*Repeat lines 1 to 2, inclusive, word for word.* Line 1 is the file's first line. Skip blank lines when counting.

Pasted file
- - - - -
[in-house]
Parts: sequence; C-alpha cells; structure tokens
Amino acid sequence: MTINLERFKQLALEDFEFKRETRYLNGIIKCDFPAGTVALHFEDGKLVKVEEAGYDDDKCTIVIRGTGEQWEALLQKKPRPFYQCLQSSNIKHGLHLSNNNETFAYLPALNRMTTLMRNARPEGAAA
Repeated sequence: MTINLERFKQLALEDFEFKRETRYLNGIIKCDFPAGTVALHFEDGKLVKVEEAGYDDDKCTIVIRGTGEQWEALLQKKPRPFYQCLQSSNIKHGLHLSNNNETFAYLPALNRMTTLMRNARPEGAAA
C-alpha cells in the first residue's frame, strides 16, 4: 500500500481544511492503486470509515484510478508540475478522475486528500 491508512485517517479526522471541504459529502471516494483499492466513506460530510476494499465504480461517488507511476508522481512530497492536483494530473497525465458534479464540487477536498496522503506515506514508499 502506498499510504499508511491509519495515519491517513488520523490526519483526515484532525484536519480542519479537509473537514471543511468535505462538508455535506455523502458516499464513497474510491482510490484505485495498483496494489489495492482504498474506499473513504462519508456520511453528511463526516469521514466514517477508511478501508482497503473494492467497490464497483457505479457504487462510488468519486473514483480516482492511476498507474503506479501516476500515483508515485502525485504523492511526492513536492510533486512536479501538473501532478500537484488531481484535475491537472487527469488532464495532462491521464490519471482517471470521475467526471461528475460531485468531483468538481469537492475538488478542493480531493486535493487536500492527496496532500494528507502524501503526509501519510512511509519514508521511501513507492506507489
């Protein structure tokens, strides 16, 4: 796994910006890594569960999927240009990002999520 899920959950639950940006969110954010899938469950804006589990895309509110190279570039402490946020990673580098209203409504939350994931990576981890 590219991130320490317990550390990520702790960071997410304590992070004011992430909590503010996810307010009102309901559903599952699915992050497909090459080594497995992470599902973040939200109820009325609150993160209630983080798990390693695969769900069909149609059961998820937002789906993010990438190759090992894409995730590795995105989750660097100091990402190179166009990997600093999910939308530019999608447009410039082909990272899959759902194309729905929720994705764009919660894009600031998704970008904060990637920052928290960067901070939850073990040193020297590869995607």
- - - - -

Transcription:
[in-house]
Parts: sequence; C-alpha cells; structure tokens